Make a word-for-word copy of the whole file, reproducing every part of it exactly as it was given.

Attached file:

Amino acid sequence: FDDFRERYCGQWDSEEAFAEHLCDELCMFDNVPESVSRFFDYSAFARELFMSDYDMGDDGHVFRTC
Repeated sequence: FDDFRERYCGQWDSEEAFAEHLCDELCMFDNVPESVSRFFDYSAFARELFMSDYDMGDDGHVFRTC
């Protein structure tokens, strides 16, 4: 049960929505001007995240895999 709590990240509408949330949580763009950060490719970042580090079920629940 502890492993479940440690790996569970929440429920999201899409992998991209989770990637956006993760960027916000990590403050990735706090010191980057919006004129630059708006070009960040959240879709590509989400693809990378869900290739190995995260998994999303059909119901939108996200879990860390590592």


Amino acid sequence: FDDFRERYCGQWDSEEAFAEHLCDELCMFDNVPESVSRFFDYSAFARELFMSDYDMGDDGHVFRTC
Repeated sequence: FDDFRERYCGQWDSEEAFAEHLCDELCMFDNVPESVSRFFDYSAFARELFMSDYDMGDDGHVFRTC
């Protein structure tokens, strides 16, 4: 049960929505001007995240895999 709590990240509408949330949580763009950060490719970042580090079920629940 502890492993479940440690790996569970929440429920999201899409992998991209989770990637956006993760960027916000990590403050990735706090010191980057919006004129630059708006070009960040959240879709590509989400693809990378869900290739190995995260998994999303059909119901939108996200879990860390590592």